An off-duty Los Angeles police officer was killed Friday in a crash with a cement truck on the same Beverly Hills street where an officer was killed in March and a cement truck smashed into parked cars last week, police said.
Los Angeles Police Department Chief Charlie Beck confirmed the officer killed was a 25-year veteran LAPD detective, but his name was not immediately released. He worked at the Southwest Division in South LA.
A poster at the Southwest Division station identified the fallen officer as Ernest Allen.
Fellow officers carried his body, shrouded in a flag, into a coroner's van.
"It's a tragedy that weighs heavy on my heart and the 10,000 officers on the Los Angeles Police Department," Beck said at an afternoon press conference. "Part of the way to properly mourn heroes like this is to emulate their lives and have a life of service like they did. There's no solution for this kind of grief."
He was in the area for a second job, Beck said.
Firefighters were called out to Loma Vista Drive at Doheny Road before 2 p.m. A cement truck, with its spilled load and a crushes pickup truck could be seen in the neighborhood.
The cement truck driver was in serious condition at a hospital, Beverly Hills police said.
Ingrid Bisu felt what she thought was an earthquake, went outside and saw the cement truck driver on the ground outside of the truck.
She said it appeared the cement truck first hit a tree before colliding with the pickup truck.
"The pickup truck was a mess," she said. "It was crushed."
The site of Friday's crash was about 25 yards away from where LAPD Officer Nicholas Lee was killed March 7. He and his partner were responding to an emergency call when their car was hit by a dump truck.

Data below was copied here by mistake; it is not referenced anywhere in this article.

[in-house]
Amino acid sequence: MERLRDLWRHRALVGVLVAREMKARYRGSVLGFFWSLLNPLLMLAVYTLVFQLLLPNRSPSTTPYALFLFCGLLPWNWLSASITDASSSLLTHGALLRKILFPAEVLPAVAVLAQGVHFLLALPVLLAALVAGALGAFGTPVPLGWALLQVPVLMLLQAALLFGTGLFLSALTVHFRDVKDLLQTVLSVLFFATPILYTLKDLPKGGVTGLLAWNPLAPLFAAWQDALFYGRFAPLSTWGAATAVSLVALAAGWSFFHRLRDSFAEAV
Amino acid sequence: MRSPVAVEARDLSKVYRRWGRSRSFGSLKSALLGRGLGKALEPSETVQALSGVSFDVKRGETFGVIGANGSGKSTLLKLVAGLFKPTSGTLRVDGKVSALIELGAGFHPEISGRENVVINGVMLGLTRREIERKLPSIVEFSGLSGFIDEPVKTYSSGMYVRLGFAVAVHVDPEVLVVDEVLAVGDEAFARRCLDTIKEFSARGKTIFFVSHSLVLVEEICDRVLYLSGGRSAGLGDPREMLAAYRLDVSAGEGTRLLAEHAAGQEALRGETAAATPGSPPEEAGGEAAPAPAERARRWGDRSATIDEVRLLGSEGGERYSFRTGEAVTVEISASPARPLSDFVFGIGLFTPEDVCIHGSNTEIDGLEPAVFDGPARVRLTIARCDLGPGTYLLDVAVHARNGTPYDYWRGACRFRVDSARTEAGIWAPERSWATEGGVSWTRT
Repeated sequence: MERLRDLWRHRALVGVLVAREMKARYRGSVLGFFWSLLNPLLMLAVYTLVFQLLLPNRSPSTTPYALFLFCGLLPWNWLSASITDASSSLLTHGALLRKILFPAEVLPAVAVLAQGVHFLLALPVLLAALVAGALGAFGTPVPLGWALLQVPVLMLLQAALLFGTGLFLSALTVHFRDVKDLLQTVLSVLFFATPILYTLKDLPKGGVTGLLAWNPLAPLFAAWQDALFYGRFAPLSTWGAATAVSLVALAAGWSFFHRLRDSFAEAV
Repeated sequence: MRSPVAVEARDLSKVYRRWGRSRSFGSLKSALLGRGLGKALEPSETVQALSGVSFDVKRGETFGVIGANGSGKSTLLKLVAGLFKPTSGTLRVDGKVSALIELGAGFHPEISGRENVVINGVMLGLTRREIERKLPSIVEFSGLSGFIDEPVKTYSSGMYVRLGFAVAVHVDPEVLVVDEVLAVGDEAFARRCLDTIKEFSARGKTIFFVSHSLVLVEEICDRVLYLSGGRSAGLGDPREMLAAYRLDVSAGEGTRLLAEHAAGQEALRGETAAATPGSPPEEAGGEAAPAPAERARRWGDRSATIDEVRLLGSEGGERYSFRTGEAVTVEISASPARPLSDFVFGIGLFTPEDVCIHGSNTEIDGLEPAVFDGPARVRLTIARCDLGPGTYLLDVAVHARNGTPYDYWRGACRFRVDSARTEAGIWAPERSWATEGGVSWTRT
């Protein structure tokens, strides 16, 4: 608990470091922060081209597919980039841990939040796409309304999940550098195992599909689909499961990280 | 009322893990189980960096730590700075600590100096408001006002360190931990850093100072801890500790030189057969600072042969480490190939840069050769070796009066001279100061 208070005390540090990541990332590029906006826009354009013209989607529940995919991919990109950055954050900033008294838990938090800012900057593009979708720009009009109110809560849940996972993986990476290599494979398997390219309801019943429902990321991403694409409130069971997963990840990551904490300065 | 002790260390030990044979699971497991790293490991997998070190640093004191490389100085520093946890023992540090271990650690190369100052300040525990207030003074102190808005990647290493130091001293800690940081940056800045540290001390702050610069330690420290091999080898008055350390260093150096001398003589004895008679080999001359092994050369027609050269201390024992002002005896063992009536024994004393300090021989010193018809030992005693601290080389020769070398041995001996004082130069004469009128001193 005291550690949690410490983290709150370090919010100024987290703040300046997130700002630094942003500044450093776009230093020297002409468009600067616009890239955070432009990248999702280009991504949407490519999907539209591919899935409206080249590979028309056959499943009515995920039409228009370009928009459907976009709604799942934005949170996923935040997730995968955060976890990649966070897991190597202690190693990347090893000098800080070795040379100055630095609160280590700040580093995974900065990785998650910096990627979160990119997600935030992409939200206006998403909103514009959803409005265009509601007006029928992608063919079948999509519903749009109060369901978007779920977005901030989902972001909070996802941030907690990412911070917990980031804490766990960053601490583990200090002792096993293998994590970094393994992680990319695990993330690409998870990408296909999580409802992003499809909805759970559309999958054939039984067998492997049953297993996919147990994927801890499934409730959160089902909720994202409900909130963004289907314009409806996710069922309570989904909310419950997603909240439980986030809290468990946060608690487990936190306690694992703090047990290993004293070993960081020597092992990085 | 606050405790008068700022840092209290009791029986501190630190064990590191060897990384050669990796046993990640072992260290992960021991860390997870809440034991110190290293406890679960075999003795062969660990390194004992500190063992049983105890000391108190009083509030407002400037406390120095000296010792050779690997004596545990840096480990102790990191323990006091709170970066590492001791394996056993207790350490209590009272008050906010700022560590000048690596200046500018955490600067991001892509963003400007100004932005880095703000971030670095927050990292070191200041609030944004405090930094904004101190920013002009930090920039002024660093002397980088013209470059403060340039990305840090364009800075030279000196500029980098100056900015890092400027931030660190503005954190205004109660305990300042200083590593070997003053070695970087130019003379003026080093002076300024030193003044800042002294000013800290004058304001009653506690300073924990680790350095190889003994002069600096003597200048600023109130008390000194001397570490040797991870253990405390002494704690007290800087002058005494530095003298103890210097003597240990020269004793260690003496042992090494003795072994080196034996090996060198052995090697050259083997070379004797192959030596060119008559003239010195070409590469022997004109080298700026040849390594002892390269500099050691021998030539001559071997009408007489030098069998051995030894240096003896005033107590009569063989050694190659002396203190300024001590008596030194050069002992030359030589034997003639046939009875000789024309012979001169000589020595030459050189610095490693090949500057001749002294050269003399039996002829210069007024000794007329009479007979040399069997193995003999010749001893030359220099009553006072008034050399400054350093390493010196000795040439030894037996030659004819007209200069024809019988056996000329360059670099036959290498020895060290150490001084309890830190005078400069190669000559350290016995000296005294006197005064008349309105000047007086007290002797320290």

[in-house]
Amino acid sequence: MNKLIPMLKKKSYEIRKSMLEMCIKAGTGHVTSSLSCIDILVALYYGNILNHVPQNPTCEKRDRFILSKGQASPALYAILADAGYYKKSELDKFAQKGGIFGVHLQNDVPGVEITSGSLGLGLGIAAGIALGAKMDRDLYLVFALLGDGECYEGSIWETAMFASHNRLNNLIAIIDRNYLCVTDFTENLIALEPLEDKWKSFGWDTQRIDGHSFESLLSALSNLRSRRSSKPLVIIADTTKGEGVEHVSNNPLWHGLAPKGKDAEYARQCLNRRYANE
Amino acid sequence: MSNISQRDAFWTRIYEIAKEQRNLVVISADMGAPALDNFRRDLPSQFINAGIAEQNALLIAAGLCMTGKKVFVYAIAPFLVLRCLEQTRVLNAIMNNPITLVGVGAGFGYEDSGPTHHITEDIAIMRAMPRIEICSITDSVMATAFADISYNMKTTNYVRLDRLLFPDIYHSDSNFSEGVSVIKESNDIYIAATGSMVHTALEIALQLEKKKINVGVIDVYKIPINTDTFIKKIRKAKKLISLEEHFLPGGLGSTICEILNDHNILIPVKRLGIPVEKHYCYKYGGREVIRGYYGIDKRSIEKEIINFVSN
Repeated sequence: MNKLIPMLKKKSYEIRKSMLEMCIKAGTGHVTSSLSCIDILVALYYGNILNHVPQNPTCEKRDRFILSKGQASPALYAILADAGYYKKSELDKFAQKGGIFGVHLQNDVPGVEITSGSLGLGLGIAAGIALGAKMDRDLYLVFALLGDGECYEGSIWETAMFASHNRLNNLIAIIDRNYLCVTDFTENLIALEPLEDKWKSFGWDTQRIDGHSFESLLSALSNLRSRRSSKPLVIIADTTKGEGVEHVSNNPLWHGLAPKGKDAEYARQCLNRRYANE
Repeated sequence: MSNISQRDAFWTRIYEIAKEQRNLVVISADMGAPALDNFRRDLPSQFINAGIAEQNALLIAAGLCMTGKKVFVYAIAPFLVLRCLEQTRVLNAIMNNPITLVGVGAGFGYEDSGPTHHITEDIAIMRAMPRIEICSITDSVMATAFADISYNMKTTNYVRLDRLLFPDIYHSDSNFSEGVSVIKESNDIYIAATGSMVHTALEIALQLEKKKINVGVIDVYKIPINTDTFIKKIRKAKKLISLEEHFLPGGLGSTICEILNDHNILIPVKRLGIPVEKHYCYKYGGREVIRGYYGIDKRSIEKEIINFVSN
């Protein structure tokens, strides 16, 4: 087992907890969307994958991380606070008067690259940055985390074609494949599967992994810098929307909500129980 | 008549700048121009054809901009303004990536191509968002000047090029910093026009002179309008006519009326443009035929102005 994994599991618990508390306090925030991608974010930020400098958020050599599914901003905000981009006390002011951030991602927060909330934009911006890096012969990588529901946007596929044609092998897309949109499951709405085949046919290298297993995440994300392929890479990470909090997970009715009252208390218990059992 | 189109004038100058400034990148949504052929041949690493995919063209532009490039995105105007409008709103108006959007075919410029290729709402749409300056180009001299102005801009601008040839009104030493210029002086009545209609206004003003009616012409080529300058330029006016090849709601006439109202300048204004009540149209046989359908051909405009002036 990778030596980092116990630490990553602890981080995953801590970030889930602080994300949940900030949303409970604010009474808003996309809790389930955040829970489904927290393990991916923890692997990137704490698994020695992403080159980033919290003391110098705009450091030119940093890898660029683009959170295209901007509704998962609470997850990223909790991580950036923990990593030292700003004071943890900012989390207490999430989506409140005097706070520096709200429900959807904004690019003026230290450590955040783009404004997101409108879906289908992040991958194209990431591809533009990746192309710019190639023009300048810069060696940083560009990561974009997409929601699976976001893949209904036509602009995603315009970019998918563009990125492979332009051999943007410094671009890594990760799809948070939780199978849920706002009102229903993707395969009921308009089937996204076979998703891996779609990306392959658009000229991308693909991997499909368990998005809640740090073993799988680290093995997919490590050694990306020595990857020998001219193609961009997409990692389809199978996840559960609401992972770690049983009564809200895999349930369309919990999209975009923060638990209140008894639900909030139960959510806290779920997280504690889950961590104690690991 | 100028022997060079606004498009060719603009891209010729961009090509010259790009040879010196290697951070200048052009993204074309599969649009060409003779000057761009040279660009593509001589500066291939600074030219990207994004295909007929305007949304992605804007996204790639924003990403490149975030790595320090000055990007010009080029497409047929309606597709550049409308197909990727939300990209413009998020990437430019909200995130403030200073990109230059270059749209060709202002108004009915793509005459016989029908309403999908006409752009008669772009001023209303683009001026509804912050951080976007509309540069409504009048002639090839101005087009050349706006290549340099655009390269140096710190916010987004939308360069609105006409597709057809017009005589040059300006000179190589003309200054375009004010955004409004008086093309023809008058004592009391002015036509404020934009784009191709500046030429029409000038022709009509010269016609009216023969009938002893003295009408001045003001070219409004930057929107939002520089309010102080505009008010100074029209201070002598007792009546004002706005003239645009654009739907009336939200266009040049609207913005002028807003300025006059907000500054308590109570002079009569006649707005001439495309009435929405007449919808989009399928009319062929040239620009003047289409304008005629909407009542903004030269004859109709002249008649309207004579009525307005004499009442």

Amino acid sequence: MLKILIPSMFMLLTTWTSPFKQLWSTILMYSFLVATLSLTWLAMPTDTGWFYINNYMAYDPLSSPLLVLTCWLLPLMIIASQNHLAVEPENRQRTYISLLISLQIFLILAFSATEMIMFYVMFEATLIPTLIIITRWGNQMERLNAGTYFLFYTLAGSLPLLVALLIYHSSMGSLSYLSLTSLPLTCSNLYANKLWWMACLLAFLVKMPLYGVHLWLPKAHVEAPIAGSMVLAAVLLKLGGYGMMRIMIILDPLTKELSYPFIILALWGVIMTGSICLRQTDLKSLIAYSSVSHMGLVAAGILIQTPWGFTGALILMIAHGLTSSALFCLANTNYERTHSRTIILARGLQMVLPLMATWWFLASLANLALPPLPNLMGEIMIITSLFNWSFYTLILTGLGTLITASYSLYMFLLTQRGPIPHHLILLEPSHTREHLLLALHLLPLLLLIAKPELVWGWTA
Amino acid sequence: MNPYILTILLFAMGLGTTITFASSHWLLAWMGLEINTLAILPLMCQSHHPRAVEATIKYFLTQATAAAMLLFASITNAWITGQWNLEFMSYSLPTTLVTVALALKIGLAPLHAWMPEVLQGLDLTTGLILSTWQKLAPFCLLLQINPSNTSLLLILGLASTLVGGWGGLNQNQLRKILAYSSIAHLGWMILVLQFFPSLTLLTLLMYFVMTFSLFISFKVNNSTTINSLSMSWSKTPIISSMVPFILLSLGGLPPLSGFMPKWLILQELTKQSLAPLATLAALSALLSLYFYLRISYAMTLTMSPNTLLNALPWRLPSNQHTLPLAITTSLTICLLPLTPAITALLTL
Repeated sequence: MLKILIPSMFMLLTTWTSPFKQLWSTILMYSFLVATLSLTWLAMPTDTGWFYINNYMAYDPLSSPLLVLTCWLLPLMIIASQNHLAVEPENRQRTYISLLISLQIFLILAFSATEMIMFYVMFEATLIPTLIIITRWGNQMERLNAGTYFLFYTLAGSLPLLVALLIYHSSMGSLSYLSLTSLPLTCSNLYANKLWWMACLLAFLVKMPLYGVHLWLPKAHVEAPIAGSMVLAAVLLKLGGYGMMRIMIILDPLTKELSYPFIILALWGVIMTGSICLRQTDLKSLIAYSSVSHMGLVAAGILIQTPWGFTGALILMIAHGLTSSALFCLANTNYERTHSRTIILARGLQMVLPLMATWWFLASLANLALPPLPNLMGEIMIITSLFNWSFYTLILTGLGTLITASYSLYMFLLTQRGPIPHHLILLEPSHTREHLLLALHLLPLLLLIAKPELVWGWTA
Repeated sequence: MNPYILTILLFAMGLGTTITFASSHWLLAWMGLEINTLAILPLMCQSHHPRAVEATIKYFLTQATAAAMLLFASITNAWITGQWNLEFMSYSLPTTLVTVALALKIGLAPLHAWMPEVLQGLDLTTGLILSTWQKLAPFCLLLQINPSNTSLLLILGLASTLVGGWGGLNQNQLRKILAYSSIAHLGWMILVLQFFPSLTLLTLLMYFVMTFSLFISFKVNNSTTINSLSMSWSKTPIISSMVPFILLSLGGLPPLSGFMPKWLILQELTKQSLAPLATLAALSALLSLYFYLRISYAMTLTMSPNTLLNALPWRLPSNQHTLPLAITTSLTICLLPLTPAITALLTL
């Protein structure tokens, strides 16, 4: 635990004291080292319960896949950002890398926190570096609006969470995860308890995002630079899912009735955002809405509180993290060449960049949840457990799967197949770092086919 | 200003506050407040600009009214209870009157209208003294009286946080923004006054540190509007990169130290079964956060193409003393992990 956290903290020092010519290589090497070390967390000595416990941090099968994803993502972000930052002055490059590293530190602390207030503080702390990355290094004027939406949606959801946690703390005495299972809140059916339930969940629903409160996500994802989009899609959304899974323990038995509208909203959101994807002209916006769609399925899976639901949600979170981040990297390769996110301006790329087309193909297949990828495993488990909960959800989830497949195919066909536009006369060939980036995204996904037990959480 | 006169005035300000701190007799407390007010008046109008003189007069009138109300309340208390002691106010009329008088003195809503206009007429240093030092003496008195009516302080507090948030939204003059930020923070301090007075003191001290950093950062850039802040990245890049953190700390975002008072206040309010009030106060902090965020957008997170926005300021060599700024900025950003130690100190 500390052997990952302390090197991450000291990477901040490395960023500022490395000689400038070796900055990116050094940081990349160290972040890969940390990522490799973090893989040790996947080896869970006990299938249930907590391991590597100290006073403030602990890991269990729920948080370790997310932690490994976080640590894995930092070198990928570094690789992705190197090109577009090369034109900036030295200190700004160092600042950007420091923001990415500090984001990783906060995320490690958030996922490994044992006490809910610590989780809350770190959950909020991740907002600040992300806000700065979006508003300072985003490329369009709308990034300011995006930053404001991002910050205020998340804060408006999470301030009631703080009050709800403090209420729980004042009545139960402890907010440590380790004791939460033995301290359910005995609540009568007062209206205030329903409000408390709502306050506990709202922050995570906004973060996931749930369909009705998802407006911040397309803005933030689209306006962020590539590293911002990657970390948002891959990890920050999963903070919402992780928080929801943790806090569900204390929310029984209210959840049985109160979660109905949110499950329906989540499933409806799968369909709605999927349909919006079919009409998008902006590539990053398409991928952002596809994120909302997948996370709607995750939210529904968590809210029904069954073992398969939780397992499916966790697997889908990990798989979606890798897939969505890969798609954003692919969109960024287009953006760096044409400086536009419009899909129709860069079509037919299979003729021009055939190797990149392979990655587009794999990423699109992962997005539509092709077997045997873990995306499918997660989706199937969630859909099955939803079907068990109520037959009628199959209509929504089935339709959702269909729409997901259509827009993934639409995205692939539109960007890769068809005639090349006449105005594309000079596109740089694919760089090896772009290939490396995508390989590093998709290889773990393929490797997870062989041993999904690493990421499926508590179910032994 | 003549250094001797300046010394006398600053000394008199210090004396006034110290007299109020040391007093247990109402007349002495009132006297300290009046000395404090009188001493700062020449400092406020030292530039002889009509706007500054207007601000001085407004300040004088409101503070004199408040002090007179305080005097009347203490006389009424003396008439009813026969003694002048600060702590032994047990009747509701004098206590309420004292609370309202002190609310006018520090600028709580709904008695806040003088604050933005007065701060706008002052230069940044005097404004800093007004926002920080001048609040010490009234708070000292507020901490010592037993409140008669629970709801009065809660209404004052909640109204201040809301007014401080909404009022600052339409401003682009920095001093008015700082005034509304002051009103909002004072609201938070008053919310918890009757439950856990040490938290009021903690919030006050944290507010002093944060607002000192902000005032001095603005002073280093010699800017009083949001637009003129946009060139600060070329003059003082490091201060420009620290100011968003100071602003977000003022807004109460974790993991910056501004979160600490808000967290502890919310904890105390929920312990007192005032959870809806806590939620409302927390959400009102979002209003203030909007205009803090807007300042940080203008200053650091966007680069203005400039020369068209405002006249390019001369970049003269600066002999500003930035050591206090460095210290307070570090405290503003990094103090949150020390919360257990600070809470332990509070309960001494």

On May 2, the driver of a cement truck was hurt when he crashed on Loma Vista, spilling cement.
Loma Vista Drive was expected to be closed to traffic between Doheny Road and Drury Lane through early Saturday as police investigated the fatal crash, Beverly Hills police Sgt. Max Subin said.
Bisu is concerned about the number of collisions there.
"I drive this every day and I think the city should do something about it."
Officials issued a 30-day moratorium for heavy vehicles on that street while they figure out how to deal with the danger.
After last Friday's crash, Beverly Hills police issued a statement saying officers have increased commercial vehicle enforcement in the area and that the city was "developing stringent regulations to control truck traffic on high-risk streets through the construction permit process."
The statement called it "a critical public safety issue" and said the Beverly Hills Police Department and other city departments "are aggressively working together to avoid future accidents."
Hours after the Beverly Hills crash, two LAPD officers were hurt in a patrol car crash in West LA.
NBC4's Christina Cocca, Kelly Goff, and Rosa Ordaz contributed to this report.